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The People of Praise Responds to Recent Press
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July 11

The People of Praise Responds to Recent Press

Over the past few weeks the People of Praise has received a great deal of attention in the press. Here, we aim to correct the record and provide clarity on a few important points.

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Abbie Teeter (South Bend)
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February 2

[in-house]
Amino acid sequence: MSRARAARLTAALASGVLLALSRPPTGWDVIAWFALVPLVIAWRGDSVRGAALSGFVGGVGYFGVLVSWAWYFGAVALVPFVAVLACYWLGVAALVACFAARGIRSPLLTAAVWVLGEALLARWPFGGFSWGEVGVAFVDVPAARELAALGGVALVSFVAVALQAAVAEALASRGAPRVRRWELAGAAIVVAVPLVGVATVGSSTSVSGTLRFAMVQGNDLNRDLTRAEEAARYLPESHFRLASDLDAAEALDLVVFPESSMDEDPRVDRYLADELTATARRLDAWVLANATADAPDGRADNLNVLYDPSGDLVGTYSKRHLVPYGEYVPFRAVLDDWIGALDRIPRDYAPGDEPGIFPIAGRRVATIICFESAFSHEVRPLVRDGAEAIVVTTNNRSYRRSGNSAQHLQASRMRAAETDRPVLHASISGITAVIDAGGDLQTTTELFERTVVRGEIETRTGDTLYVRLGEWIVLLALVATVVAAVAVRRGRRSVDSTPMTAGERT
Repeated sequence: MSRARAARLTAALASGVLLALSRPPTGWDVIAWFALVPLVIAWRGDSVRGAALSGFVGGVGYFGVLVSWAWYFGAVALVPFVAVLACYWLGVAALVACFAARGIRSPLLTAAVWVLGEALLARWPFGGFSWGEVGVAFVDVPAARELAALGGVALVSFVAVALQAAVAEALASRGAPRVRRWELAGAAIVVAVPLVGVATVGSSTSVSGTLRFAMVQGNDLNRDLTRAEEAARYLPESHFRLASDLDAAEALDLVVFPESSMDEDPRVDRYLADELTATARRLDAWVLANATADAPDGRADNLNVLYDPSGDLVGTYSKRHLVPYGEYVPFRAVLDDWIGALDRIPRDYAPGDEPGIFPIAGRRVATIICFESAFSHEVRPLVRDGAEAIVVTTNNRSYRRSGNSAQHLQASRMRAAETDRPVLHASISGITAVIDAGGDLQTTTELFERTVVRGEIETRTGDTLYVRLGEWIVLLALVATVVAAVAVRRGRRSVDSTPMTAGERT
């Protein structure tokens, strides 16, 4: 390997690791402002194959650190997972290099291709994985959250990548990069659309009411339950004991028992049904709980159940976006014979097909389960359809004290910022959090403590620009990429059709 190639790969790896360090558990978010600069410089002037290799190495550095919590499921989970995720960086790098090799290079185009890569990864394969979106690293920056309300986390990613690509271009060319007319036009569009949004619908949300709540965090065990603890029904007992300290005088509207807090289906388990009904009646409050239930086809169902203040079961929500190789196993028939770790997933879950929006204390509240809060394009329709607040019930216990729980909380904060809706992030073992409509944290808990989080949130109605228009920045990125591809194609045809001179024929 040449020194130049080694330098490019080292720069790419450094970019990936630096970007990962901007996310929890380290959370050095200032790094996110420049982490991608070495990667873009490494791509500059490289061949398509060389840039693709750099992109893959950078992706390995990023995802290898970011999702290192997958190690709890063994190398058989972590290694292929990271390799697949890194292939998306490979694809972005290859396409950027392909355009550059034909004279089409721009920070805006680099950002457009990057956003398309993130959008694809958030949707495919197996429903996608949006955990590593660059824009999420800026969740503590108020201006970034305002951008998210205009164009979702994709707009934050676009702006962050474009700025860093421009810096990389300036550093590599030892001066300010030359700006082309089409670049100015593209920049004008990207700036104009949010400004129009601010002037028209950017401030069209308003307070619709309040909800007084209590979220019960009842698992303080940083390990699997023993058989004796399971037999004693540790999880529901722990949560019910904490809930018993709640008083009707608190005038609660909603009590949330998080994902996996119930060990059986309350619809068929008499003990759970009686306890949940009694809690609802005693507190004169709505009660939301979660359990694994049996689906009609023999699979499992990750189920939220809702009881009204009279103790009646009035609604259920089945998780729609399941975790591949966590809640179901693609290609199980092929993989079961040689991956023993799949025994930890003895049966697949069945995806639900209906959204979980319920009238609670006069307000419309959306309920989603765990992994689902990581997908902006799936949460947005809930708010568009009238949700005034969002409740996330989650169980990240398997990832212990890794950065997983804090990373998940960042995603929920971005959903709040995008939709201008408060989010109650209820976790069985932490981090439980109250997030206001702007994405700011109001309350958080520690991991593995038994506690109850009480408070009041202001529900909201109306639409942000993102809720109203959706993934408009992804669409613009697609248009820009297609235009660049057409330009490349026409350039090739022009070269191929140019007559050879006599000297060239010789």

Abbie Teeter (South Bend)

I first met my very good friend Abbie Teeter in San Francisco in the early 1970s, when she drove several of us to a weekend retreat of John the Baptist Charismatic Renewal Community. We shared many memorable experiences in those days. The JBCRC Saturday evening prayer meetings were so crowded that some of the people would usually be sitting on the floor, and after the meeting we’d go to someone’s home for Mass, and then stay up talking till the early morning hours.

Jean Chambers

By Tom Noe

Jean Chambers

“We experienced Christ in Jean, and that changed us, and we are very glad for that.” With these words Patrick Pingel opened the wake for our covenanted sister Jean Chambers, who died on August 22. All who spoke that evening echoed Patrick’s words, as well as echoing his joy.